• Alcohol;
  • cigarette smoking;
  • cotinine;
  • naltrexone;
  • opioid antagonist;
  • smoking urge



To determine if naltrexone affects smoking behaviors in smokers preparing to quit, and whether or not such pre-quit responses predict post-quit date outcomes.


Double-blind, placebo-controlled, randomized study. The current study focused on smoking-related outcomes in the pre-quit phase, which was 1 week prior to the quit date, and these findings were linked with reductions in the same outcomes demonstrated in the post-quit phase published previously for this randomized controlled trial (RCT) in mediation analyses.


Community sample of adult smokers desiring to quit in Chicago, Illinois, USA.


Participants were 315 smokers randomized to naltrexone (n = 161; mean age = 42.58 years; 60% Caucasian) or placebo (n = 154; mean age = 41.32 years; 55% Caucasian).


The difference from baseline in the number of cigarettes smoked during the pre-quit phase interval was the primary outcome. Secondary pre-quit outcomes were assessed using Likert scales of subjective responses and consumption of cigarettes, alcohol and food. Number of cigarettes smoked, alcoholic drinks consumed and the Brief Questionnaire of Smoking Urges were assessed in the post-quit phase.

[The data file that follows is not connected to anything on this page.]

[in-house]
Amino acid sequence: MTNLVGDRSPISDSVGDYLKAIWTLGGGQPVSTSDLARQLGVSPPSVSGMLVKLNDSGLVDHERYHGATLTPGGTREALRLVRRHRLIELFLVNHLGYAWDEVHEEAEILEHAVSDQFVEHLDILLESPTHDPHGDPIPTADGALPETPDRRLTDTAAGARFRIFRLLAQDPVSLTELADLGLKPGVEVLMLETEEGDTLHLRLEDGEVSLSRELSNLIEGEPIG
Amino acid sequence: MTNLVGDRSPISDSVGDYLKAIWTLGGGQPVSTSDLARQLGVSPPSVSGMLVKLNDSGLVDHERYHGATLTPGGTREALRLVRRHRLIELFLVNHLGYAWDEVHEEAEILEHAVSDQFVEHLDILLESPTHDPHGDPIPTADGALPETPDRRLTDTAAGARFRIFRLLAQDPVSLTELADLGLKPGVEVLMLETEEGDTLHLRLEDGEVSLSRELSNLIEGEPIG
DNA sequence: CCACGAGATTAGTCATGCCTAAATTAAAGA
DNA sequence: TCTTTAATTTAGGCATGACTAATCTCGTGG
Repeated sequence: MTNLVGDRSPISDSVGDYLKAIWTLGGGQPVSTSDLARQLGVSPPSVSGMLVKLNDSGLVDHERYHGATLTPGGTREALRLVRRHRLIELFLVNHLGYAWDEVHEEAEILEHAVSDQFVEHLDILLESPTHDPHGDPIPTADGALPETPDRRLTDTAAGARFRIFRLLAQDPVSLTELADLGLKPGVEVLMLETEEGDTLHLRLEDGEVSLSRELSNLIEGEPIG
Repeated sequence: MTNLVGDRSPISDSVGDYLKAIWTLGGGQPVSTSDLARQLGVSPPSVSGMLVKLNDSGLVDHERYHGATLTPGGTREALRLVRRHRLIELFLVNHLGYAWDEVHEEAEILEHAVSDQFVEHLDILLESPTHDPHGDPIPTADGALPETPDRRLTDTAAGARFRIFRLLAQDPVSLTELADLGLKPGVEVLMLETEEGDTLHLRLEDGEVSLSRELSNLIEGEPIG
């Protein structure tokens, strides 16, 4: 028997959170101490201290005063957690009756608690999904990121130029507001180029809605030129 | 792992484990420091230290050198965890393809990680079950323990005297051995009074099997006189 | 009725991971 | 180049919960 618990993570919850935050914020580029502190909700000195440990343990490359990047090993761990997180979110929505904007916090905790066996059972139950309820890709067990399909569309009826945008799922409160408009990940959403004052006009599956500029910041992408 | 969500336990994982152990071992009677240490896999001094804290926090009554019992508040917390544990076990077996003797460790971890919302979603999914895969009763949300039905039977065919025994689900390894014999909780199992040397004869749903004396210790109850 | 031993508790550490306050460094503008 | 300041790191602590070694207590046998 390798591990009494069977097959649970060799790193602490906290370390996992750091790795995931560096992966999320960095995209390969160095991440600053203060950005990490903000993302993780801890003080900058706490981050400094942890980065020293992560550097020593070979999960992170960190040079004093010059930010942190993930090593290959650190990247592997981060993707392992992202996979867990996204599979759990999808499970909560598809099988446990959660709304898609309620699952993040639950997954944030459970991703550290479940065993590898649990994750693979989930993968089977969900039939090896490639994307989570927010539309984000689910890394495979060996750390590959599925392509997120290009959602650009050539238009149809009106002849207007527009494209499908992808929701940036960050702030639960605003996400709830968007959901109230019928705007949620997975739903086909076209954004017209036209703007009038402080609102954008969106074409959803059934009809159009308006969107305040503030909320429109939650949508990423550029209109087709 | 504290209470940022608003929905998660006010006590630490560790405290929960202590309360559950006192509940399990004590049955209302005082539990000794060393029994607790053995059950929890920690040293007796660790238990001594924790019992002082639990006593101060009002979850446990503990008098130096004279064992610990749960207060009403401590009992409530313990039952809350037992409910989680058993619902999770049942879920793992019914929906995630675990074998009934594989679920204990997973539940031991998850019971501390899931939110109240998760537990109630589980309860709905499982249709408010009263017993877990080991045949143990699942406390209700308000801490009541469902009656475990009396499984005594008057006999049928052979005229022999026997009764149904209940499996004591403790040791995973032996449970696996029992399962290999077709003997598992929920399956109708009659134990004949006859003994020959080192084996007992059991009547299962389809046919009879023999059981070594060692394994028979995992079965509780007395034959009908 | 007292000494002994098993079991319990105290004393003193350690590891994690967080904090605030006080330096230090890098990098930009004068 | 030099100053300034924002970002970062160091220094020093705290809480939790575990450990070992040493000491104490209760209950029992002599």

Relative to placebo, naltrexone decreased the number of cigarettes smoked (−4.21 versus −2.93, P < 0.05), smoking urge (P = 0.02) and number of alcoholic drinks consumed (P = 0.04). Exploratory mediation analyses linking outcomes of the pre-quit and post-quit phases found that naltrexone's effects on reducing smoking urge, cigarettes smoked and alcoholic drinks consumed in the pre-quit phase demonstrated full mediation of their respective effects during the post-quit phase.


Naltrexone taken in the week before a quit attempt reduces cigarette consumption, urges to smoke and alcohol consumption relative to placebo. The size of the effect mediates statistically the size of similar effects after the quit date.